Top 10 Corsair Computer Cases Review 2016

Corsair has been around since the early 1990's. It began as a manufacturer of storage solutions and memory modules, then progressed to all types of computer hardware and peripherals. The company’s computer cases (also known as chassis or base units) are considered by many builders to be some of the best around. Corsair has a few unique series of chassis, each designed for a slightly different purpose. Ultimately, they all share the same goal – namely, to provide builders with optimal housing, ergonomics, and durability. Some series' are more expensive than others.

Building a quality rig has got to be one of the most satisfying tasks in the computer world. I mean physically, hardware wise. If you are a hardcore gamer, for instance, there is something so immensely gratifying about dominating through the means of your very own custom-built gaming computer. When you are building a PC, rather than relying on stock elements, you get to have complete control. You choose the fans, the cooling method, internal memory modules, graphics cards, sound cards, motherboard, processors – everything. It's a great process, watching your computer be built piece by piece and playing an active hand in it. In this article, we will be looking at some of Corsair’s best cases while checking out some of their features and specs. Here is our list of the Top 10 Corsair computer cases, in no particular order or ranking.

1Corsair Obsidian 750D Review

The Obsidian line features elegant designs and quality materials all the way. It is probably the most popular of all the different series of cases. Corsair’s 750D case is rigid and roomy. It is compatible with XL-ATX and E-ATX motherboards, as well as the smaller ones. Mounts and cages are there for all of your card and memory needs. The 750D offers a lot of flexibility for installation and cable routing, and lots of space for any cooling solutions you want to install.

  • Size – Full-Tower.
  • Weight – 21 lbs.
  • Dimensions – 22 x 9.2 x 21.4 inches.
  • Material – Brushed Aluminum and Steel.
  • Expansion Slots – 9.
  • Fans included – 3 x 140mm.

1Corsair Carbide Air 540 Review

The Carbide series is geared towards gamers, and Corsair advertises it as “features you need, and nothing you don’t.” The Air 540 model puts an emphasis on cooling and performance, by use of Corsair’s Direct Airflow design. A dual chamber is charged with providing your system’s hottest components with the coldest airflow, without other components getting in the way.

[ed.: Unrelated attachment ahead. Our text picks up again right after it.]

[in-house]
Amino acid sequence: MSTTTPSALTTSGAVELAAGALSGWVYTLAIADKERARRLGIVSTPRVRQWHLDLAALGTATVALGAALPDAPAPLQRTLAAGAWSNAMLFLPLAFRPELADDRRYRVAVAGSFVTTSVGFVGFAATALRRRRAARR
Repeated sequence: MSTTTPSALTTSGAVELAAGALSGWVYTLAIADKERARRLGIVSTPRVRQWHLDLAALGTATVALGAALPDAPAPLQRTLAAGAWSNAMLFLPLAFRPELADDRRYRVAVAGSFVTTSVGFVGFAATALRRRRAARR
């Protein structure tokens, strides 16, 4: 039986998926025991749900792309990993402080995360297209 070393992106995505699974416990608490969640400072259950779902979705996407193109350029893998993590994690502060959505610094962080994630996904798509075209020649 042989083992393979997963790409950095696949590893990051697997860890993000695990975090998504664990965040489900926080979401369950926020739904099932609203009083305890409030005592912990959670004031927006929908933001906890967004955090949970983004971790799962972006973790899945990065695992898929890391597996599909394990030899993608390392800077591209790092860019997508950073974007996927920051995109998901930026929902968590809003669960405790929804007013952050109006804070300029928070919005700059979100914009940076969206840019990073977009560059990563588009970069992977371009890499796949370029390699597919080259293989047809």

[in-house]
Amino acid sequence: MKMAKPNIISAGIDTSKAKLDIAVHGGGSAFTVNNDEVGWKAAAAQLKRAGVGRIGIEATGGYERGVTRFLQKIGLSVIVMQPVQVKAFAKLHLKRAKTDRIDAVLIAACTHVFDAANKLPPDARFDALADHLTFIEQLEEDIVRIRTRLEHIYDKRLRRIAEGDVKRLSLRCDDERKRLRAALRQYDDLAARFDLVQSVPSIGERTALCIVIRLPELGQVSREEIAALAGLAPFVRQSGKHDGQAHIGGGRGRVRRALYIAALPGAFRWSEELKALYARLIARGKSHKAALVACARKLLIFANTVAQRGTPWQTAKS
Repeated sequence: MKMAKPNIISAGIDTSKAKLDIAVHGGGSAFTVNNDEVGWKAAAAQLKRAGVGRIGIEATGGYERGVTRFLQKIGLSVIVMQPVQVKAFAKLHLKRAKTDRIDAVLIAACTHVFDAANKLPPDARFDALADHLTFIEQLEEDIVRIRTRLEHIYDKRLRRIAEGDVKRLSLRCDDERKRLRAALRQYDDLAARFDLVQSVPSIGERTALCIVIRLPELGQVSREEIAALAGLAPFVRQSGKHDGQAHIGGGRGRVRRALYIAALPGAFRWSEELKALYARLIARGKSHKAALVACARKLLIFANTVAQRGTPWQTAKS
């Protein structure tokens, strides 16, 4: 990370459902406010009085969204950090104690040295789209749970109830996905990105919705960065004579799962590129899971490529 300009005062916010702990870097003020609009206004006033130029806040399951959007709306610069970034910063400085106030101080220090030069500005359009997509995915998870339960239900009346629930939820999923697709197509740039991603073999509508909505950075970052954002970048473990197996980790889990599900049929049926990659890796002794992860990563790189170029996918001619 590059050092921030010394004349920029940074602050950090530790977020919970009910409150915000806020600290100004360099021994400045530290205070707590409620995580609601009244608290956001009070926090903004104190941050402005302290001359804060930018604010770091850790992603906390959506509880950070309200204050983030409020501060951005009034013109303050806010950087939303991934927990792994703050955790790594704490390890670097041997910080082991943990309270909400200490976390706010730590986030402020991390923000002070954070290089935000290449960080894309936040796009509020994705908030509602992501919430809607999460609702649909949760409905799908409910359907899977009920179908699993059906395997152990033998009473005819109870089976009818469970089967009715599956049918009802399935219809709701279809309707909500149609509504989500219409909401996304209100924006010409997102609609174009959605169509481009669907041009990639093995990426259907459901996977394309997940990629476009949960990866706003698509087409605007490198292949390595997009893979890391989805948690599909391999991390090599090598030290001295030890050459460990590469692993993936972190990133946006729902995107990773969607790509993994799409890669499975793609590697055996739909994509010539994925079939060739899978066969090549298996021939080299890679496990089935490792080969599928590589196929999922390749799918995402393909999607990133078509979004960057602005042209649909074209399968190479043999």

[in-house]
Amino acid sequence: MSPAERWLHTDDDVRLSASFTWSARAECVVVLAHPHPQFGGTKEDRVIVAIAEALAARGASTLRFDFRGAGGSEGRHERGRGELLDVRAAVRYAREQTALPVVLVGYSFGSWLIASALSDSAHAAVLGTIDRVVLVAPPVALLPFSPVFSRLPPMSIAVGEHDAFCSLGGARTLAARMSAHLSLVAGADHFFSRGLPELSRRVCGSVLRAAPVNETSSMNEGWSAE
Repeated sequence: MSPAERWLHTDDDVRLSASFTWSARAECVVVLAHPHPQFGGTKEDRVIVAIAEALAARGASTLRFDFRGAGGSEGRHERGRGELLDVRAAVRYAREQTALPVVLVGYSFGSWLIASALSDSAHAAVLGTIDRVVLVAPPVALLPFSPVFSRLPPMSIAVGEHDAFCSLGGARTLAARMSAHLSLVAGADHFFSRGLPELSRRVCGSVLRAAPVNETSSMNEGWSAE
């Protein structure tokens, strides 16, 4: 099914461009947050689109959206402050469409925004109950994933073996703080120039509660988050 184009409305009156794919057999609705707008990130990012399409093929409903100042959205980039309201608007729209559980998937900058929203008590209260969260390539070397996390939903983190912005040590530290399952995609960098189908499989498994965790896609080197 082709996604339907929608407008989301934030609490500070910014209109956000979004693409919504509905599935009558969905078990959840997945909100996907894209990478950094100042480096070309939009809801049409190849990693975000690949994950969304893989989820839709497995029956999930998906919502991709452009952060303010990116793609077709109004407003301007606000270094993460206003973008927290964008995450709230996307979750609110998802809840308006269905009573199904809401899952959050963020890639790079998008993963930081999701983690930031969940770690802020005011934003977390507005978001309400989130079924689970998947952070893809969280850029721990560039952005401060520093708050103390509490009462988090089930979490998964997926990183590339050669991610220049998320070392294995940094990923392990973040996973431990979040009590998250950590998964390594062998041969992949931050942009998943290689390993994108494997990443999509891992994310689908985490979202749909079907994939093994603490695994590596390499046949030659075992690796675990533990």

• Size – Mid-Tower.
  • Weight – 16.3 lbs.
  • Dimensions – 16.3 x 13 x 18 inches.
  • Material – Steel.
  • Expansion slots – 8.
  • Fans included – 3 x 140mm.

1Corsair Graphite 760T Review

The Graphite series’ focus is on design and materials, with usability being the ultimate goal. It is made for fast, straightforward builds. In a way, this case deviates from Corsair’s hitherto sense of aesthetics, and it shows. This chassis is very solid, which is something of a surprise considering the windowed panels, and the design is functional and very pleasing to the eye.

  • Size – Full-Tower.
  • Weight – 24.6 lbs.
  • Dimensions – 22.2 x 9.6 x 22.3 inches.
  • Material – Steel.
  • Expansion slots – 9.
  • Fans included – 3 x 140mm.

1Corsair Vengeance C70 Review

The Vengeance series is all about portable gaming. It has dual radiator support, 10 fan mount locations, and tons of room for the most advanced graphics and sound cards. The C70’s solid steel build means that it's less prone to wear and tear, and that it will be able to survive lengthy rides. It is robust and durable, by any standards. In terms of the internal layout, there isn’t anything too unique. Corsair has always been good with layout, and their design/engineering teams are always learning and improving their chops, fine-tuning the aesthetics and attention to detail with each new model.

  • Size – Mid-Tower.
  • Weight – 18.2 lbs.
  • Dimensions – 20.9 x 9.1 x 19.7 inches.
  • Material – Steel.
  • Expansion slots – 8.
  • Fans included – 3 x 120mm.